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Hunter-gatherers were possibly first to call Tibetan Plateau home

High-altitude foragers moved in long before farmers, new dates indicate

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2:00pm, January 5, 2017
Tibetan Plateau

HUNTER-GATHERER HANGOUT  New dates for hand- and footprints on a rock slab suggest that foragers lived year-round on the Tibetan Plateau, shown here, well before farmers did. Much about initial settlement of this high-altitude region remains unclear, though.

People hunted and foraged year-round in the thin air of China’s Tibetan Plateau at least 7,400 to 8,400 years ago, a new study suggests. And permanent settlers of the high-altitude region might even have arrived as early as 12,000 to 13,000 years ago.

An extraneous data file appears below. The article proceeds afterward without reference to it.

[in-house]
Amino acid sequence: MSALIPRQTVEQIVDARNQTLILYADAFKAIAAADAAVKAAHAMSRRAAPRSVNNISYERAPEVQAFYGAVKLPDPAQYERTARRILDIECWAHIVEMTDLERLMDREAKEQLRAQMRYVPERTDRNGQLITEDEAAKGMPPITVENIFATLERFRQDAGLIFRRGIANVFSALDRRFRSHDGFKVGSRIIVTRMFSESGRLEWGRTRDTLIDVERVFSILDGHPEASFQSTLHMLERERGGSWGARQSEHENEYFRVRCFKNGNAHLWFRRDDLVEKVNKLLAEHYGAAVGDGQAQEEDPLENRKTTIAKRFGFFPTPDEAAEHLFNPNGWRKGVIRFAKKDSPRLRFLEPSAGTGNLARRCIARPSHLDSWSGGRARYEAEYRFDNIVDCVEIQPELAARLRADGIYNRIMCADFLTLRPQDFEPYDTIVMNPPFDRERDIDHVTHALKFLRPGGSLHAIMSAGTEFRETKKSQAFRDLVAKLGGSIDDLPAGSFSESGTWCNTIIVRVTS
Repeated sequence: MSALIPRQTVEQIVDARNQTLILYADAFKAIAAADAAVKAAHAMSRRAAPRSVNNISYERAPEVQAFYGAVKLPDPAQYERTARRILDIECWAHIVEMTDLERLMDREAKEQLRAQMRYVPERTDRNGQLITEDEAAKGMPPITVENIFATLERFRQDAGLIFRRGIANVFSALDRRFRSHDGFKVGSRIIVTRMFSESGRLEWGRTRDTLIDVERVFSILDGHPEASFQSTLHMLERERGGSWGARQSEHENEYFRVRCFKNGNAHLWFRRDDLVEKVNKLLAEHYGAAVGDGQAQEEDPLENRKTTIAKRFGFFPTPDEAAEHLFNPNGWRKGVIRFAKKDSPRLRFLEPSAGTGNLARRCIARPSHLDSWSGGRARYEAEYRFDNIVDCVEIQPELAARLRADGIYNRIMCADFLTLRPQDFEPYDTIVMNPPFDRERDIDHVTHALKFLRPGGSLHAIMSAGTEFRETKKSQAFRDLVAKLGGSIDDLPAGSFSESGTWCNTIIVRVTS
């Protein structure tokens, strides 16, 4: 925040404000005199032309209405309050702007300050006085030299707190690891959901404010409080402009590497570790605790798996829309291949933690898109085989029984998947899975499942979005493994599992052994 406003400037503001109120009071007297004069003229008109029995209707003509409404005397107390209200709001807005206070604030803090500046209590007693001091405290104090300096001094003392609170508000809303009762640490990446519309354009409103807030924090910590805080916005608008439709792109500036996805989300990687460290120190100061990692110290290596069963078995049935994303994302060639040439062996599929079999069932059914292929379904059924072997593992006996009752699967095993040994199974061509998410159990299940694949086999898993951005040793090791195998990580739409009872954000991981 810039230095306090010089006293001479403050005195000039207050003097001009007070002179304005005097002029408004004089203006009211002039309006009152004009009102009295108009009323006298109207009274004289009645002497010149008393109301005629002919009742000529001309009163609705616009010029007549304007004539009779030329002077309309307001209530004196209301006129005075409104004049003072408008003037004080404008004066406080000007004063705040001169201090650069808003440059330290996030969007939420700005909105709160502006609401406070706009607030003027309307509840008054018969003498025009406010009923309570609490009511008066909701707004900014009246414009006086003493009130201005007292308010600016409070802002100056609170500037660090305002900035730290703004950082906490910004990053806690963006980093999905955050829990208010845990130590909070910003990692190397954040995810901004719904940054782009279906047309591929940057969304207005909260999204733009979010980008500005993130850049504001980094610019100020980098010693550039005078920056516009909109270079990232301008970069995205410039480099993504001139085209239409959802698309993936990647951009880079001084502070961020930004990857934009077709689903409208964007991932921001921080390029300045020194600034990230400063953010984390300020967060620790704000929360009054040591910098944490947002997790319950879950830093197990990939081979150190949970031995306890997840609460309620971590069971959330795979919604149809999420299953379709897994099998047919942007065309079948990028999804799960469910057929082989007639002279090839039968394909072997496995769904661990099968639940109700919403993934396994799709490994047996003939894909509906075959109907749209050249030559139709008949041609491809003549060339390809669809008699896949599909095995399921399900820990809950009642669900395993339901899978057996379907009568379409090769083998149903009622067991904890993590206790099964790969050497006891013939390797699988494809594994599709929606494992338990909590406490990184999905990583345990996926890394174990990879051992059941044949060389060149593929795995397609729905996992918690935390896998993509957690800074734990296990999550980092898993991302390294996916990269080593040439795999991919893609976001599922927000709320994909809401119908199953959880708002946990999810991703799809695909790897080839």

Three lines of dating evidence indicate that humans occupied the central Tibetan Plateau’s Chusang site, located more than 4,000 meters above sea level, at least 2,200 years earlier than previously thought, say geologist Michael Meyer of the University of Innsbruck in Austria and colleagues. Their report, published in the Jan. 6 Science, challenges the idea that the Tibetan Plateau lacked permanent settlers until farming groups arrived around 5,200 years ago.

“Hunter-gatherers permanently occupied the Tibetan Plateau by around 8,000 years ago, which coincided with a strong monsoon throughout Asia that created wet

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